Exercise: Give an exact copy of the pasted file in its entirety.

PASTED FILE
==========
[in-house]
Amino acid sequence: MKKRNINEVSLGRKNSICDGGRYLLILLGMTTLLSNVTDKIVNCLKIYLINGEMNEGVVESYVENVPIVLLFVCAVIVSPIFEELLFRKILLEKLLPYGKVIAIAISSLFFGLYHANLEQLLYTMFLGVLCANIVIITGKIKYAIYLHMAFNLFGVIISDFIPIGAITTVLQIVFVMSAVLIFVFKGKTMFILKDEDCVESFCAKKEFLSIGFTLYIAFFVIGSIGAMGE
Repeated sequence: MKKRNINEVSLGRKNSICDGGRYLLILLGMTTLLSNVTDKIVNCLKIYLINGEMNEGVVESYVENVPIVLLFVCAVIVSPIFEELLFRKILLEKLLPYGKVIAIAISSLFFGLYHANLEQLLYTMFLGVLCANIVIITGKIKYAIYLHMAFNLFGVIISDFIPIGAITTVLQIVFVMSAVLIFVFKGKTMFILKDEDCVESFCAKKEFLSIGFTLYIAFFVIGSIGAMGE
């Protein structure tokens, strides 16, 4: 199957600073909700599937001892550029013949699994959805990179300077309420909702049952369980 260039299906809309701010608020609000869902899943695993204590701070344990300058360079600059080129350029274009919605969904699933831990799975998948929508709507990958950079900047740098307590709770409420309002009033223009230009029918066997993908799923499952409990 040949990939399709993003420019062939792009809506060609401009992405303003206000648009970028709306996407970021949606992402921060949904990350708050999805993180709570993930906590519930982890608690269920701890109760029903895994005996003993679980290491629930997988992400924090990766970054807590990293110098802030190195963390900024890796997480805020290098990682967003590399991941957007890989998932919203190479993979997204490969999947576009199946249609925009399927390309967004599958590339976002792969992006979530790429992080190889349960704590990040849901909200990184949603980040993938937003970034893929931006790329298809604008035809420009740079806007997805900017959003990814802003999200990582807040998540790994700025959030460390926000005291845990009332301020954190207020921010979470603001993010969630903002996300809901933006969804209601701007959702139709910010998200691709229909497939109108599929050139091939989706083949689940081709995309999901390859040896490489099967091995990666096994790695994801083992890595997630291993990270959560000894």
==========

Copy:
[in-house]
Amino acid sequence: MKKRNINEVSLGRKNSICDGGRYLLILLGMTTLLSNVTDKIVNCLKIYLINGEMNEGVVESYVENVPIVLLFVCAVIVSPIFEELLFRKILLEKLLPYGKVIAIAISSLFFGLYHANLEQLLYTMFLGVLCANIVIITGKIKYAIYLHMAFNLFGVIISDFIPIGAITTVLQIVFVMSAVLIFVFKGKTMFILKDEDCVESFCAKKEFLSIGFTLYIAFFVIGSIGAMGE
Repeated sequence: MKKRNINEVSLGRKNSICDGGRYLLILLGMTTLLSNVTDKIVNCLKIYLINGEMNEGVVESYVENVPIVLLFVCAVIVSPIFEELLFRKILLEKLLPYGKVIAIAISSLFFGLYHANLEQLLYTMFLGVLCANIVIITGKIKYAIYLHMAFNLFGVIISDFIPIGAITTVLQIVFVMSAVLIFVFKGKTMFILKDEDCVESFCAKKEFLSIGFTLYIAFFVIGSIGAMGE
């Protein structure tokens, strides 16, 4: 199957600073909700599937001892550029013949699994959805990179300077309420909702049952369980 260039299906809309701010608020609000869902899943695993204590701070344990300058360079600059080129350029274009919605969904699933831990799975998948929508709507990958950079900047740098307590709770409420309002009033223009230009029918066997993908799923499952409990 040949990939399709993003420019062939792009809506060609401009992405303003206000648009970028709306996407970021949606992402921060949904990350708050999805993180709570993930906590519930982890608690269920701890109760029903895994005996003993679980290491629930997988992400924090990766970054807590990293110098802030190195963390900024890796997480805020290098990682967003590399991941957007890989998932919203190479993979997204490969999947576009199946249609925009399927390309967004599958590339976002792969992006979530790429992080190889349960704590990040849901909200990184949603980040993938937003970034893929931006790329298809604008035809420009740079806007997805900017959003990814802003999200990582807040998540790994700025959030460390926000005291845990009332301020954190207020921010979470603001993010969630903002996300809901933006969804209601701007959702139709910010998200691709229909497939109108599929050139091939989706083949689940081709995309999901390859040896490489099967091995990666096994790695994801083992890595997630291993990270959560000894």